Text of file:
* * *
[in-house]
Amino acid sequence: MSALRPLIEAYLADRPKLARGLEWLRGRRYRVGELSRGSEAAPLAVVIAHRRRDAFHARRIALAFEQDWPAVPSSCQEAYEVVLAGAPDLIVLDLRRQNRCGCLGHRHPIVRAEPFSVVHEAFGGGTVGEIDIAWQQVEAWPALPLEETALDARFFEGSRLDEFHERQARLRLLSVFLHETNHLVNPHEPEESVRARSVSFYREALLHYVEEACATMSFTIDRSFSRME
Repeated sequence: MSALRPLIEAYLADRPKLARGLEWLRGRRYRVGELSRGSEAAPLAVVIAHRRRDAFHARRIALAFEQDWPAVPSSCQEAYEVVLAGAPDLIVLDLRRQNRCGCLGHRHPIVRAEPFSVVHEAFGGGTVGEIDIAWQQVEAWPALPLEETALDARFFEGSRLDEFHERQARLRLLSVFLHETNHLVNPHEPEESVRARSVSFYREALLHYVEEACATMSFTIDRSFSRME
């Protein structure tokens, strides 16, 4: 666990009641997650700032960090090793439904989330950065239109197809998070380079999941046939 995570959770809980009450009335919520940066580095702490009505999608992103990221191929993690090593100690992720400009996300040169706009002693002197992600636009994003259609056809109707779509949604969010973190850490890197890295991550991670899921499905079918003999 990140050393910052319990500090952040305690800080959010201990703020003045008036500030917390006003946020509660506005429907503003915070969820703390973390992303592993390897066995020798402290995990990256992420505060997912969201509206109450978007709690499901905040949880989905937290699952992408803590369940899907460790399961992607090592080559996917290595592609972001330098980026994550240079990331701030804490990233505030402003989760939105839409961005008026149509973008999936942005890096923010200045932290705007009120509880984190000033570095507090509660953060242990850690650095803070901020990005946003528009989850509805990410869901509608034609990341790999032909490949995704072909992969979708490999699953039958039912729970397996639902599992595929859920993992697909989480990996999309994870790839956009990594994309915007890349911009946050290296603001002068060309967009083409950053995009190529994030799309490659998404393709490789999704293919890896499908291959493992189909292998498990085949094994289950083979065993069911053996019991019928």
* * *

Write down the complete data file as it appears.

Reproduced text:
[in-house]
Amino acid sequence: MSALRPLIEAYLADRPKLARGLEWLRGRRYRVGELSRGSEAAPLAVVIAHRRRDAFHARRIALAFEQDWPAVPSSCQEAYEVVLAGAPDLIVLDLRRQNRCGCLGHRHPIVRAEPFSVVHEAFGGGTVGEIDIAWQQVEAWPALPLEETALDARFFEGSRLDEFHERQARLRLLSVFLHETNHLVNPHEPEESVRARSVSFYREALLHYVEEACATMSFTIDRSFSRME
Repeated sequence: MSALRPLIEAYLADRPKLARGLEWLRGRRYRVGELSRGSEAAPLAVVIAHRRRDAFHARRIALAFEQDWPAVPSSCQEAYEVVLAGAPDLIVLDLRRQNRCGCLGHRHPIVRAEPFSVVHEAFGGGTVGEIDIAWQQVEAWPALPLEETALDARFFEGSRLDEFHERQARLRLLSVFLHETNHLVNPHEPEESVRARSVSFYREALLHYVEEACATMSFTIDRSFSRME
């Protein structure tokens, strides 16, 4: 666990009641997650700032960090090793439904989330950065239109197809998070380079999941046939 995570959770809980009450009335919520940066580095702490009505999608992103990221191929993690090593100690992720400009996300040169706009002693002197992600636009994003259609056809109707779509949604969010973190850490890197890295991550991670899921499905079918003999 990140050393910052319990500090952040305690800080959010201990703020003045008036500030917390006003946020509660506005429907503003915070969820703390973390992303592993390897066995020798402290995990990256992420505060997912969201509206109450978007709690499901905040949880989905937290699952992408803590369940899907460790399961992607090592080559996917290595592609972001330098980026994550240079990331701030804490990233505030402003989760939105839409961005008026149509973008999936942005890096923010200045932290705007009120509880984190000033570095507090509660953060242990850690650095803070901020990005946003528009989850509805990410869901509608034609990341790999032909490949995704072909992969979708490999699953039958039912729970397996639902599992595929859920993992697909989480990996999309994870790839956009990594994309915007890349911009946050290296603001002068060309967009083409950053995009190529994030799309490659998404393709490789999704293919890896499908291959493992189909292998498990085949094994289950083979065993069911053996019991019928």